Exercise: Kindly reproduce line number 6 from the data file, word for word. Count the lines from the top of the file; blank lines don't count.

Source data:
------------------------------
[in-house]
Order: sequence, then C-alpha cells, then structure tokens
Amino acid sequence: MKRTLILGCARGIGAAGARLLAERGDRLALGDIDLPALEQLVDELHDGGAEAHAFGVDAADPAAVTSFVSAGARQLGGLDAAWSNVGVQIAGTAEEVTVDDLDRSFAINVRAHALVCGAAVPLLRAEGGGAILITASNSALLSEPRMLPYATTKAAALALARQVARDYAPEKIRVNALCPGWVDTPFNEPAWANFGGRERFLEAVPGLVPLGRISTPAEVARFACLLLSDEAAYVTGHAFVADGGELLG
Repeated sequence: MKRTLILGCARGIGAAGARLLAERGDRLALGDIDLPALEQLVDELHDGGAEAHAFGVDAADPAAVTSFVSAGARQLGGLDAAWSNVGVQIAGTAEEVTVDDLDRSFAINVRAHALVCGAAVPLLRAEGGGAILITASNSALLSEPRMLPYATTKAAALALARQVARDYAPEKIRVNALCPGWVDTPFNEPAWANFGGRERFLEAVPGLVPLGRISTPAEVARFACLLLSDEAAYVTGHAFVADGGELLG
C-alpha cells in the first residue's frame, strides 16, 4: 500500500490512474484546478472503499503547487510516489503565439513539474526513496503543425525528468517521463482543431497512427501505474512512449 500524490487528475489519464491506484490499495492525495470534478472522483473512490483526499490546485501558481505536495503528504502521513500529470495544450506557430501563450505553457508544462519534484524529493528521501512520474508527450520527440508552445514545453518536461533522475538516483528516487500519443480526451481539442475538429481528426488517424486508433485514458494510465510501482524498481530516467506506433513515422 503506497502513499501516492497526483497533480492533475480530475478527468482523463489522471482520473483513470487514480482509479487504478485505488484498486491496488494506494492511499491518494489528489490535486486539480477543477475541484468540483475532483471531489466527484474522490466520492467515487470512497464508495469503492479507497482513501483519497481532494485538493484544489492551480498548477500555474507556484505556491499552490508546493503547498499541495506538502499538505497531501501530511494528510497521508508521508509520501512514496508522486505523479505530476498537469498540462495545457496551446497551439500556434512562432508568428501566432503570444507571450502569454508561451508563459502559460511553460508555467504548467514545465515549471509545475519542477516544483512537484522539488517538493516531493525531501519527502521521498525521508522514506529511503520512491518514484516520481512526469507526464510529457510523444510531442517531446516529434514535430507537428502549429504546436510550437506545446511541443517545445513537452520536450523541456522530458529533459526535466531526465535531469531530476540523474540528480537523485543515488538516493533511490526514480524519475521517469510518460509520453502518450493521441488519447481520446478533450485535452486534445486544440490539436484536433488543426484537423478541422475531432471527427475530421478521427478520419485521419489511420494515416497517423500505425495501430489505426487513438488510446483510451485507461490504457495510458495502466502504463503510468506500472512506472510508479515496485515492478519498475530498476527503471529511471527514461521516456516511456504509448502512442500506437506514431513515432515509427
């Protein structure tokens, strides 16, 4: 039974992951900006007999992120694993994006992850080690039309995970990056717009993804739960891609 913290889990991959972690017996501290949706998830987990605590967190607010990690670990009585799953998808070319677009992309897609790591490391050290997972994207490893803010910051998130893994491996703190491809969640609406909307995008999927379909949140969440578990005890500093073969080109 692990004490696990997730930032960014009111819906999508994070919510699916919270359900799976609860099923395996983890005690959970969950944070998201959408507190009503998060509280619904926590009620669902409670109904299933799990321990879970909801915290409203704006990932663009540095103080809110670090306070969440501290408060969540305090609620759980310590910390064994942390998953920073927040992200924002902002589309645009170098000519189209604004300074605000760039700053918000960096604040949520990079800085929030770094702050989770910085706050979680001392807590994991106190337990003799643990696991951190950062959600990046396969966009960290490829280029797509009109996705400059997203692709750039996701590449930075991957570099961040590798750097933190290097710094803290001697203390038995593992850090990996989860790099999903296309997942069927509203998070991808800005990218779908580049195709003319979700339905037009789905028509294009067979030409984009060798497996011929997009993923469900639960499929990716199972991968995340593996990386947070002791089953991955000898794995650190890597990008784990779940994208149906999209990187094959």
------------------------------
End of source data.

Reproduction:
């Protein structure tokens, strides 16, 4: 039974992951900006007999992120694993994006992850080690039309995970990056717009993804739960891609 913290889990991959972690017996501290949706998830987990605590967190607010990690670990009585799953998808070319677009992309897609790591490391050290997972994207490893803010910051998130893994491996703190491809969640609406909307995008999927379909949140969440578990005890500093073969080109 692990004490696990997730930032960014009111819906999508994070919510699916919270359900799976609860099923395996983890005690959970969950944070998201959408507190009503998060509280619904926590009620669902409670109904299933799990321990879970909801915290409203704006990932663009540095103080809110670090306070969440501290408060969540305090609620759980310590910390064994942390998953920073927040992200924002902002589309645009170098000519189209604004300074605000760039700053918000960096604040949520990079800085929030770094702050989770910085706050979680001392807590994991106190337990003799643990696991951190950062959600990046396969966009960290490829280029797509009109996705400059997203692709750039996701590449930075991957570099961040590798750097933190290097710094803290001697203390038995593992850090990996989860790099999903296309997942069927509203998070991808800005990218779908580049195709003319979700339905037009789905028509294009067979030409984009060798497996011929997009993923469900639960499929990716199972991968995340593996990386947070002791089953991955000898794995650190890597990008784990779940994208149906999209990187094959």